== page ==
I remmember there is a program that used to come with Win9x that automatically compresses files before writting them to the floppy, and automatically uncompress them before readin them, it was called DiskSpace as far as i remmember.
Using that program you were able to make the disk with data up to more than 2.00 MB, and you can normally browse it, you will only need to mount (from the diskspace program) whenever you put it in the drive.
It was very good, interupts each read/write to the disk to compress/uncompress, so it worked with all programs (just like if the disk was actually 2.00 MB in size)
Originally posted by damgo
If you want to just get the maximum data on a floppy, you can use "dd" in Linux or "rawrite" in DOS/Windows with a tar/zip file... that sends the data raw to the disk with *no* formatting. I don't believe there are ext2 filesystem drivers for Windows -- at least not free ones.
Well if your files are EQUATLY 4.00 Kb big (or n*4.00 KB) then you rawwrite will make no change at all (except maybe for the first 512 bytes ...).
 
  • #13
Originally posted by russ_watters
Ok, I misunderstood. I thought you meant that the CONTENTS of the cab file were 1.63mb and the cab file itself was 1.38. I get it now. I didn't know MS did that.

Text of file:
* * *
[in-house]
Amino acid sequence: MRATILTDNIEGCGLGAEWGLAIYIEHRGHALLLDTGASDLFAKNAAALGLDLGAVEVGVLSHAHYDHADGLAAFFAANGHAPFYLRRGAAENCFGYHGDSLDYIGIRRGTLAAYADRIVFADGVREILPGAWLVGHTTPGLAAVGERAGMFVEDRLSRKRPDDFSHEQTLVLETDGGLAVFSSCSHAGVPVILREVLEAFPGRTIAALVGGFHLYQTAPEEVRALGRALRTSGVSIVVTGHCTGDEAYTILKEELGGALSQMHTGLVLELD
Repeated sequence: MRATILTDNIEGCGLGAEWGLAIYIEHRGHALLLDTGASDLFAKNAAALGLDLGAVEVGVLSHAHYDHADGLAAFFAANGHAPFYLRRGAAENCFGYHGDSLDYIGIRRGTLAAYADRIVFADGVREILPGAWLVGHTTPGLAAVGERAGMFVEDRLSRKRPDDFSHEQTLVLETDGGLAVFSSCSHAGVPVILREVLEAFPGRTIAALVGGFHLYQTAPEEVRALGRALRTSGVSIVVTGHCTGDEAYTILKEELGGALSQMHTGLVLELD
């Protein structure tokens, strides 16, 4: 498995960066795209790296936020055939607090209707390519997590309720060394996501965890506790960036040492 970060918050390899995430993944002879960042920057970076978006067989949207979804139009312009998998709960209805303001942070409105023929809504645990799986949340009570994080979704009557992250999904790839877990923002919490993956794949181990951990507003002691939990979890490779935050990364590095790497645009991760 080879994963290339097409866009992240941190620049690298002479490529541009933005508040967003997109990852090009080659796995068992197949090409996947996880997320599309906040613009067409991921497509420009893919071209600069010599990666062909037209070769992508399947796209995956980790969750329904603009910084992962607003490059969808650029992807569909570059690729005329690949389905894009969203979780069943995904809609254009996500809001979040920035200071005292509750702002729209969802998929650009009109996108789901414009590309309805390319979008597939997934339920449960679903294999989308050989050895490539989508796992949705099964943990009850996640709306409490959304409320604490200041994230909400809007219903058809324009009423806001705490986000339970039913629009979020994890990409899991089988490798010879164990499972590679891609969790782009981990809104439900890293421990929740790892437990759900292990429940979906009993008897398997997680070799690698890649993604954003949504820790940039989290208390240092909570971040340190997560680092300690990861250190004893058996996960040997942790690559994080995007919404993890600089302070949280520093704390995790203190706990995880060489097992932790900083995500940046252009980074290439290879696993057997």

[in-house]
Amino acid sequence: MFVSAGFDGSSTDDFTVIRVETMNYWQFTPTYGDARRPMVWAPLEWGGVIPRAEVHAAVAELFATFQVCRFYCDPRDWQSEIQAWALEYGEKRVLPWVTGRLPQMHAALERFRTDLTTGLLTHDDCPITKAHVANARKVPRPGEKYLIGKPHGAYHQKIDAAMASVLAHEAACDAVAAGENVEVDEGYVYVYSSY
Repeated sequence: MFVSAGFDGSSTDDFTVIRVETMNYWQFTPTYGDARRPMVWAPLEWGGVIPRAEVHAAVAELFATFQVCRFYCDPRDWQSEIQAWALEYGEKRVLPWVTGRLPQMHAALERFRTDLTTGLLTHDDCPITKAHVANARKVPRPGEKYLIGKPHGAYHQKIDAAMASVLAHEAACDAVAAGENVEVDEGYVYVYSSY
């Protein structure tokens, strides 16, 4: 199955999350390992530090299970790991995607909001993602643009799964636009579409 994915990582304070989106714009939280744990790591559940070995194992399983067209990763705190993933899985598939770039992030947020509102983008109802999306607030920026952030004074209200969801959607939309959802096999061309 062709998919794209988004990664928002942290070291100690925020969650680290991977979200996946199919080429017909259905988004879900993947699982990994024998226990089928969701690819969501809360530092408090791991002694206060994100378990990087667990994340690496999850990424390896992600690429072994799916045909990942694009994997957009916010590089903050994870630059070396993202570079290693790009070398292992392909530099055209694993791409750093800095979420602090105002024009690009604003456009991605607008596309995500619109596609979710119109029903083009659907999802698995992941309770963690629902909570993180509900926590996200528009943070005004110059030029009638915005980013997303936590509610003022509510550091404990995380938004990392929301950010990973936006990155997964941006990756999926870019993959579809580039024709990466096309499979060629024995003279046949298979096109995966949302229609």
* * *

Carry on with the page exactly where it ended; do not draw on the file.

In any case, a cab file is still just another type of compressed archive like a zip file. Extract.exe is the cab extraction program. The ability to read a 1.63 mb disk must be built into the OS and has nothing to do with whether or not its a cab file - like you said, 3 files (not cab files) copied to the disk totaled 1.61mb.
Ah, so that is what Extract.exe does. You see we are all learning things in this thread. Fantastical
 

Related to How to format 1.44MB floppy > 1.44MB ?

What is the difference between a 1.44MB floppy and a 1.44MB formatted floppy?

A 1.44MB floppy refers to the physical storage capacity of the disk, while a 1.44MB formatted floppy refers to the amount of usable space on the disk after it has been formatted.

Why is it important to format a 1.44MB floppy to 1.44MB?

Formatting a 1.44MB floppy to 1.44MB ensures that the disk is optimized for storing and retrieving data. It also ensures compatibility with devices that require a specific disk format.

How do I format a 1.44MB floppy to 1.44MB?

To format a 1.44MB floppy to 1.44MB, you will need to use a disk formatting tool. This can typically be found in the operating system's disk utility program or through a third-party disk formatting software.

What happens if I try to store more than 1.44MB of data on a 1.44MB formatted floppy?

If you try to store more than 1.44MB of data on a 1.44MB formatted floppy, the excess data will not be saved and may result in errors. It is important to ensure that the amount of data being stored does not exceed the disk's capacity.

Can I reformat a 1.44MB floppy to a different capacity?

Yes, you can reformat a 1.44MB floppy to a different capacity, but it is important to note that this will erase all data on the disk. It is recommended to backup any important data before reformatting the disk.